Please note:  This information represents the views of the author, not the Ohio Association of Health Plans (OAHP).  The publication, distribution or posting of this information by OAHP does not constitute a guarantee of any product or service by OAHP.

Since 2021, MedArrive has been partnering with Molina Healthcare to improve health outcomes and reduce unnecessary ED and Hospital utilization for an underserved population of members with complex Medical and SDOH needs in Texas.  To learn more and view the program results, read the MedArrive case study.

Please note:  This information represents the views of the author, not the Ohio Association of Health Plans (OAHP).  The publication, distribution or posting of this information by OAHP does not constitute a guarantee of any product or service by OAHP.

Landmark originally partnered with Bamboo Health in 2018 across its New England locations. The team soon saw the value of efficient post-discharge follow up workflows as well as freed up time and resources now that they no longer had to chase down patient locations by calling facilities or the patients directly, and instead had the data readily available from Pings.  As a result, the Pings solution was launched across five additional states: North Carolina, Ohio, Kansas, Missouri, and Texas.

The Landmark team leverages Bamboo Health’s Pings product for real-time notifications on patients’ care events, which are received via SMS, email, and on the Pings web application. The team also uses the Ping’s solution’s Saved Filters, Exports, COVID-19 Flag, Readmission Risk Flag, and 3-Day Waiver Flag features. To date, 170+ Landmark users leverage the platform, including care coordinators, nurses, physicians, and pharmacists.  To learn more, read the  Bamboo Health case study.

Please note:  This information represents the views of the author, not the Ohio Association of Health Plans (OAHP).  The publication, distribution or posting of this information by OAHP does not constitute a guarantee of any product or service by OAHP.

Xcenda | Life Sciences Commercialization & Consulting is a leading team of value experts, transforming evidence and market intelligence into effective global market access strategies and solutions.  Novartis commissioned Xcenda to prepare white paper on the state of ASCVD in the US and the need for continued innovation to treat ASCVD.

Atherosclerotic cardiovascular disease (ASCVD) is the leading cause of death in the United States and the underlying cause in about 50% of all deaths in Western societies.  It is known more commonly by its myriad of negative outcomes, including myocardial infarction (MI), angina, stroke/transient ischemic attack, peripheral artery disease, heart failure, and atrial fibrillation, than by the collective term ASCVD.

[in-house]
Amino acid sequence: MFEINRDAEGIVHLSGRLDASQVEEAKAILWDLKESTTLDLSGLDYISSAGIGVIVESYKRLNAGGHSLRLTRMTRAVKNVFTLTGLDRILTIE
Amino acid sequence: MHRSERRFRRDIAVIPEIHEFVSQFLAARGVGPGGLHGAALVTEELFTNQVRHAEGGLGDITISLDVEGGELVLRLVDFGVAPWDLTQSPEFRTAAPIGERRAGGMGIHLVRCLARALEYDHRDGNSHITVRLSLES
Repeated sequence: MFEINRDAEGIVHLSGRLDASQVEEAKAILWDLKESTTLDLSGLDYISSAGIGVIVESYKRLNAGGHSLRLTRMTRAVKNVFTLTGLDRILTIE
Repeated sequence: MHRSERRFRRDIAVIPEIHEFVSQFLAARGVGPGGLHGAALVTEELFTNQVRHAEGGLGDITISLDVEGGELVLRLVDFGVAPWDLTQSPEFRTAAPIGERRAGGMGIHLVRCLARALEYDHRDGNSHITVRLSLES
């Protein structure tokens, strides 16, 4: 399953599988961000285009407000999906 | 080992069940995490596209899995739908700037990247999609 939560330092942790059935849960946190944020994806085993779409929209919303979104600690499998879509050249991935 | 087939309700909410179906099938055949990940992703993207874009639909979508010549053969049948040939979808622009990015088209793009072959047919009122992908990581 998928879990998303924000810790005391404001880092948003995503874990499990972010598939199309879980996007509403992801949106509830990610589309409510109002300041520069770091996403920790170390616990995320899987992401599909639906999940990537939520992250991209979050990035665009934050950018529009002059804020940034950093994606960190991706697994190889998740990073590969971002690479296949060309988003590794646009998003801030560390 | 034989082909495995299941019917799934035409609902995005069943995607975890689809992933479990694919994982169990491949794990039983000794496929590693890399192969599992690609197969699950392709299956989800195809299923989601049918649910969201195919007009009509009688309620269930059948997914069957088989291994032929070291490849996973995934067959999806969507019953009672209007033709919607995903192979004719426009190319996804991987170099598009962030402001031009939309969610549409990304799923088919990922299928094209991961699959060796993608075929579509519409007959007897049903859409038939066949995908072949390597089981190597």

Approximately, 60% of deaths due to ASCVD occur in people aged ≤65 years old, over 1,000 deaths per day are caused by ASCVD related events, and the age-adjusted death rate for it is 219.4 per 100,000 people in 2017.

Beyond healthier diets, smoking cessation, and other cardiovascular disease (CVD) prevention methods, treatment options exist that target the main risk factors for ASCVD development, primarily HBP, high low-density lipoprotein cholesterol (LDL-C), and diabetes. But control of these diseases remains poor in the US (while prevalence continues to increase), and access challenges, clinical inertia, and poor adherence are barriers to effective prevention and treatment.

Improving outcomes will require a multifactorial approach, with players in all parts of the healthcare system working to identify risk factors, minimize or reverse the increasing prevalence of certain diseases, and effectively treat these diseases with all the tools available to us.  Like other chronic conditions, this will require a team-based medical approach with shared decision making.

To learn more read the Novartis white paper on the state of Atherosclerotic cardiovascular disease (ASCVD) in the US and the need for continued innovation to treat ASCVD.

Please note:  This information represents the views of the author, not the Ohio Association of Health Plans (OAHP).  The publication, distribution or posting of this information by OAHP does not constitute a guarantee of any product or service by OAHP.

Sellers Dorsey is a national health care consulting firm that helps clients navigate the ever-changing health care landscape by providing a range of consulting services in Medicaid, as well as custom Medicaid financing solutions.  Since 2000 we have consulted on a range of financing, policy, and operational projects in nearly 40 states, delivering a fully integrated suite of services to a wide array of clients.  We help clients in multiple areas of expertise, such as delivery system reform, Medicaid financing, program administration, quality improvement strategies, and health care advisory.  Sellers Dorsey is home to former state Department of Human Services and Medicaid officials, former Medicaid directors, and industry executives with expertise in the development and implementation of reimbursement, financing, administration, and quality improvement strategies, along with highly qualified project management and research staff.  Our team’s diverse background enables us to appreciate and navigate each client’s unique path to success.

Sellers Dorsey on behalf of Pyx Health has provided a white paper study on Banner University Health Plans, Arizona (BUHP), which covers over 200,000 Medicaid, Dual Eligible Medicare, and Long-Term Care lives.  In 2018 Arizona integrated behavioral health care into their traditional Medicaid program.  This prompted BUHP to search for new approaches to address the whole-person needs of their members with a focus on key drivers of avoidable utilization—behavioral health conditions and social barriers to care.  The purpose of the study was to analyze the utilization patterns and medical expense of both general mental health conditions, such as anxiety and depression, and serious mental illness on increased medical expenditures, including general hospital admissions and emergency department use.  To learn more read the Pyx Health Expands Banner University Health Plans’ 24/7 Care Team To Decrease Medical Spend Among High-Utilizing Members white paper.